CEOCFOinterviews: Do you anticipate losing deposits when the stock market becomes a more viable option?

Mr. Freeman: “I suspect that some of the funds will flow back into the market when consumers get comfortable. But, I doubt it is going to be tomorrow. It is going to take a lot for the consumer to put all of his eggs back into one basket, if it ever happens. In the ’90s , it wasn’t  unheard of to talk to consumers who had 100% of their assets in the equity market. Today, they talk abut a balanced portfolio -- fixed income, bank deposits, equity and that of type of thing. My hypothesis is that funds don’t go back to the equity market entirely. A piece of it may. But, the bulk of it is going to stay in banking and fixed income products. Customers will simply pick the equity percentage that makes sense for their stage of life.”

CEOCFOinterviews: What are you doing with your Net Insurance affiliate?

Mr. Freeman: “We established this business in the last twelve months and are extremely excited about it. About thirty days ago, we brought up our online auto insurance offering. Customers can complete a simple form on our Web site and receive quotes from multiple providers within seconds. The customer can then purchase the policy that is right for them with the click of the mouse. Sales so far have exceeded our expectations. I think it is going to be a huge deal, particularly when you consider the fact that we are getting into the car lending business. When somebody buys a new car, it is a perfect opportunity to do auto insurance.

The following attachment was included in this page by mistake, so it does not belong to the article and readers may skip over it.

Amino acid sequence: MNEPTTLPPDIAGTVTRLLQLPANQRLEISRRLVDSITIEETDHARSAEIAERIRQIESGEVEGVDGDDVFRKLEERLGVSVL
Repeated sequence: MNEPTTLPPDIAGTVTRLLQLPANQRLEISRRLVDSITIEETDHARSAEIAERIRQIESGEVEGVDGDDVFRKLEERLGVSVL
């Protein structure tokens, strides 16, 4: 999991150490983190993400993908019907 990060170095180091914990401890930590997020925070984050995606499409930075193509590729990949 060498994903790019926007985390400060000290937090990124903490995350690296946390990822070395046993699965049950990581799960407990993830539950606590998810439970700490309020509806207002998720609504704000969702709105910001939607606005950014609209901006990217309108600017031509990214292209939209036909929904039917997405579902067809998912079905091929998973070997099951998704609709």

We are already using this approach with homeowner’s insurance. When someone is refinancing their house or buying a new house, it is a perfect opportunity for us to show them our insurance offerings. Our value proposition is that we do it all over the Internet and we have access to approximately thirty underwriters. So, we can bring back to the customer a very attractive rate both on their car and homeowner’s insurance. Although our insurance offerings are only available in select states right now, we plan to be nationwide by the end of the year.”

CEOCFOinterviews: Are there products or services that you would still like to add that are not currently available?

Mr. Freeman: “We have said publicly that we are very interested in the wealth management side of the business. It gets back to your earlier question about what happens when people become more comfortable with the equity markets. We believe there will be an increasing demand for online solutions that help technology-savvy people determine their appropriate asset allocation and investment strategy. We plan to provide the customer an integrated online approach to handling their finances, whether its fulfilling their day-to-day banking needs or their long-term investment goals."

CEOCFOinterviews: Do many of your banking customers take advantage of the other services?

Mr. Freeman: “The proof of the ‘pudding’ is in our numbers. We have a cross sell ratio of 1.6, which says that statistically 60% of our customers buy at least one more thing with us. Our goal is to get that 1.6 cross sell ratio substantially higher over the next few years. We will do that by selling products our customers want. If our customers are buying and financing cars and we aren’t doing car loans, it would be hard to get that business. If our customers are doing wealth management and we don’t have a complementary offering, then it is tough to get that business. It is the same thing with mortgages, second mortgages and credit cards. We are working hard to flesh out our product line so we can be a one-stop Internet shop for our customers.”